For busy cooks, this Super Easy Slow Cooker Moroccan Beef is a flavoursome alternative to a usual boring beef casserole. The recipe perfectly combines the exotic flavours of Morocco with the sweetness of some dried fruit. I’m sure this Moroccan Beef recipe will become a favourite.
If you like the Moroccan combination of cinnamon, paprika, turmeric and cumin, then you may also like my Moroccan Carrot Salad.
The best cuts of beef for a long cooking casserole or stew are the cheaper and tougher cuts like Chuck (Blade), Shin, Brisket or Skirt steak.
A couple of equally delicious alternatives to the currants, sultanas or raisins are quartered dried apricots or dates.
When buying dried fruit I always look for sulphate free. Sulphites are added as a preservative or to retain the colour, especially in apricots. Sulphites have the ingredient list numbers of 221 to 227 and can cause respiratory or skin reactions. I personally get an itchy rash on my neck whenever I unknowingly eat anything containing sulphites.
I also search for dried fruit that doesn’t have “vegetable oil” in the ingredient list. This is often added to keep the fruit separated, however, the processing of vegetable oil makes it a product best to avoid if you are wanting to put the best ingredients into your body. To avoid these added “nasty” ingredients I stock up on organic dried fruit when it is on sale. I know the online shop at Changing Habits sells organic dates that naturally do not have sulphites or vegetable oil.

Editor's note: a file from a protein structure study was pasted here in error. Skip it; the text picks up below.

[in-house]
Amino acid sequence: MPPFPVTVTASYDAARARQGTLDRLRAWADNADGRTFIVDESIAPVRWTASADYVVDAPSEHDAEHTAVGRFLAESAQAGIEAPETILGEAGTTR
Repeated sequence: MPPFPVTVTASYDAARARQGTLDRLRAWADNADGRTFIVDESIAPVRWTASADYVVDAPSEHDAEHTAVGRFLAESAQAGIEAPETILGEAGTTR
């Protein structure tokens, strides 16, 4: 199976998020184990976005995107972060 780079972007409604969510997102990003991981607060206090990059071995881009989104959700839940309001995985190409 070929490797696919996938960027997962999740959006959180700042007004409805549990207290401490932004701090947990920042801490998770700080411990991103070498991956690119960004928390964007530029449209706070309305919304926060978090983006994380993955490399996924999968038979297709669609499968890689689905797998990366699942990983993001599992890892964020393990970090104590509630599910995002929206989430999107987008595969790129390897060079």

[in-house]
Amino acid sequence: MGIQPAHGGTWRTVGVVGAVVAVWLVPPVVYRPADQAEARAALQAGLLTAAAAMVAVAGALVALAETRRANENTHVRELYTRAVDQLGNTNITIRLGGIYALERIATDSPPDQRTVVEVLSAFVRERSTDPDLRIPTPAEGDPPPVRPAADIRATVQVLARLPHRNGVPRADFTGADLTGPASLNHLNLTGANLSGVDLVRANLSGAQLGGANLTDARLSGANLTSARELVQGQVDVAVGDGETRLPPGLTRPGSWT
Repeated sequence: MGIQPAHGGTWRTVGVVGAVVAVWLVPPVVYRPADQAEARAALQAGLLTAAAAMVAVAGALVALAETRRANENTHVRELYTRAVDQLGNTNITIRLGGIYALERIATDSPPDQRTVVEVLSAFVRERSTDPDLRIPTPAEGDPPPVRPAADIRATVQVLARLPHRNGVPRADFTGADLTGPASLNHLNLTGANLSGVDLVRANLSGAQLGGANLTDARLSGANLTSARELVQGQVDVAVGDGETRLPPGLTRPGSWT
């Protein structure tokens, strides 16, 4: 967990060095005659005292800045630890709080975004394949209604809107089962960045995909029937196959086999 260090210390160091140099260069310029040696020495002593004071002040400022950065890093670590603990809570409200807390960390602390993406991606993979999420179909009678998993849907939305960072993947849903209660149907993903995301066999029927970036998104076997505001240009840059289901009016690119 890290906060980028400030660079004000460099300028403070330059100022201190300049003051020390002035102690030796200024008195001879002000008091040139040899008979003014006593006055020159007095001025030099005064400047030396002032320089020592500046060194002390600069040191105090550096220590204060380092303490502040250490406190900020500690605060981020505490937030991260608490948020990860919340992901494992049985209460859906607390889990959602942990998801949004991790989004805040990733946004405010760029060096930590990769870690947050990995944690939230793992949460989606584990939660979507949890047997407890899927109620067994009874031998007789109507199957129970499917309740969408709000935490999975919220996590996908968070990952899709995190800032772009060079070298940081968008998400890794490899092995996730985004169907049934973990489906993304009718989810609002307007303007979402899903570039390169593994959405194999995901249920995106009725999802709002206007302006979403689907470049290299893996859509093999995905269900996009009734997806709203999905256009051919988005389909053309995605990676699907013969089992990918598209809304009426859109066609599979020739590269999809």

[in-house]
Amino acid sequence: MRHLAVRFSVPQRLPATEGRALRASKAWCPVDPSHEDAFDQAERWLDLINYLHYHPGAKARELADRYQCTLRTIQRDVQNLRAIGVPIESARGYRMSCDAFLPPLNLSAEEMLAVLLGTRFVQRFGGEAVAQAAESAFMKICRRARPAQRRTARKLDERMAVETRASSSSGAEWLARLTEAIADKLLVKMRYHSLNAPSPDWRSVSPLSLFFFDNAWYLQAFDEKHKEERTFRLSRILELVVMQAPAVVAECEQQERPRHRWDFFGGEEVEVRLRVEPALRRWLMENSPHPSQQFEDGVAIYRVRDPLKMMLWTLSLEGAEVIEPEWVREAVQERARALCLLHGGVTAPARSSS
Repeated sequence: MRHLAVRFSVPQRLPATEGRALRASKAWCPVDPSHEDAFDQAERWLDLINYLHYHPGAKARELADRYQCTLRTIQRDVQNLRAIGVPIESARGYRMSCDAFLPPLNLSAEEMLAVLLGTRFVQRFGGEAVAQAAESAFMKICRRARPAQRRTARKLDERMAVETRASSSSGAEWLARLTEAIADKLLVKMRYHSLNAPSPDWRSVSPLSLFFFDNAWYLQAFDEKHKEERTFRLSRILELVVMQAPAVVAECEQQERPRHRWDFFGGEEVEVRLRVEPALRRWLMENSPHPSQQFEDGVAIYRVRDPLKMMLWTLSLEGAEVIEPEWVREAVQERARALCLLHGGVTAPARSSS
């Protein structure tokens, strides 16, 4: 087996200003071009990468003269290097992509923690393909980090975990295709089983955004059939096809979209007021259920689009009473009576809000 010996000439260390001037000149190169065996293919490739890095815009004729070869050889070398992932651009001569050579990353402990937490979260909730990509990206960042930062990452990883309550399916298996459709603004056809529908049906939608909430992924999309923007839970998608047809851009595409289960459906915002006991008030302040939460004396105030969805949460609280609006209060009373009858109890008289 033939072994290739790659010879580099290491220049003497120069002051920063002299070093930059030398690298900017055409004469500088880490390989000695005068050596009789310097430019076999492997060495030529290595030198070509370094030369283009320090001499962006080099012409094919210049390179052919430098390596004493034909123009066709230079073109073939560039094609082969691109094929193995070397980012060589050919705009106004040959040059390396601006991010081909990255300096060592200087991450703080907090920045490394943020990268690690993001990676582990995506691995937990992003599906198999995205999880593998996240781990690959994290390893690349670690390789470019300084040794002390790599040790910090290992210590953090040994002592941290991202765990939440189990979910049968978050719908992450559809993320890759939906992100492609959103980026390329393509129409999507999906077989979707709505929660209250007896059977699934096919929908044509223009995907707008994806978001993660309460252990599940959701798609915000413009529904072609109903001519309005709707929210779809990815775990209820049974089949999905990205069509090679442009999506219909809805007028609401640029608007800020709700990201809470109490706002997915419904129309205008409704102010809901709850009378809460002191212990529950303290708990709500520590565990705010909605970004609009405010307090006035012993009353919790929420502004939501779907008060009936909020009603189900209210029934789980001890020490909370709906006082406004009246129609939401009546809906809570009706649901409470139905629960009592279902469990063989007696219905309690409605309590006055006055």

This Moroccan Beef recipe can also be cooked on the stovetop by sauteing the onions in a tablespoon of oil, adding the spices and then browning the meat before adding the liquid. Simmer on low for at least 2 hours before checking if the meat is tender. This method gives even more flavour but is not as convenient as simply putting all the ingredients in the slow cooker. If set to “low” the slow cooker can usually be left unattended overnight or during the day. Check the manufacturer’s instructions for your particular slow cooker.
Of course, sweet potato takes less time to cook than the beef. So, if you don’t want your sweet potato to be very soft, then add it halfway through the cooking time. Personally, I like the way the soft sweet potato starts to thicken the casserole. Stir gently if you want to keep the pieces in tack.
I usually serve any beef casserole with cooked spinach, green beans, Brussel sprouts, or zoodles (spiralized zucchini noodles). If you want something to mop up the yummy juices then try basmati, brown or cauliflower rice, or mashed potatoes.